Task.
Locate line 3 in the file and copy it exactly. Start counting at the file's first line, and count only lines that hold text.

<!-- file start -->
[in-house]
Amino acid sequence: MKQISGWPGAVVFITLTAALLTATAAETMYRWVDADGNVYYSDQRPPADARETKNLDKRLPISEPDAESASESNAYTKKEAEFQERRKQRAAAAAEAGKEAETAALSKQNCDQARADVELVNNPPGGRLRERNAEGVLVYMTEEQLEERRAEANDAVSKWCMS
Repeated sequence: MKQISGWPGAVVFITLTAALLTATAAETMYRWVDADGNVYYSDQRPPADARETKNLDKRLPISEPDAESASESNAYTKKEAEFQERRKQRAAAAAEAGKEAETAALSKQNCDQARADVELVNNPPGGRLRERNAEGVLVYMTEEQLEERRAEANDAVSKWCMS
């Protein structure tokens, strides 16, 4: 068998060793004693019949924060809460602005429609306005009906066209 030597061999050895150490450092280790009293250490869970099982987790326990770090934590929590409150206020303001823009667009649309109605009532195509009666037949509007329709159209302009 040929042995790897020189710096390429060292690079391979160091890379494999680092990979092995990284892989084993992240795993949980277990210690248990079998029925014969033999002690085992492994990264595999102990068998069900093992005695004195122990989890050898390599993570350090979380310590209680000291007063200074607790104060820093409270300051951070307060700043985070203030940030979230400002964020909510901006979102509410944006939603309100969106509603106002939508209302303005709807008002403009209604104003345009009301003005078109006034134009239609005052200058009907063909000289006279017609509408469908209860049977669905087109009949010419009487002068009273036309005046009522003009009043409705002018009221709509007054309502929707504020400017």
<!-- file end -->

Repeated sequence: MKQISGWPGAVVFITLTAALLTATAAETMYRWVDADGNVYYSDQRPPADARETKNLDKRLPISEPDAESASESNAYTKKEAEFQERRKQRAAAAAEAGKEAETAALSKQNCDQARADVELVNNPPGGRLRERNAEGVLVYMTEEQLEERRAEANDAVSKWCMS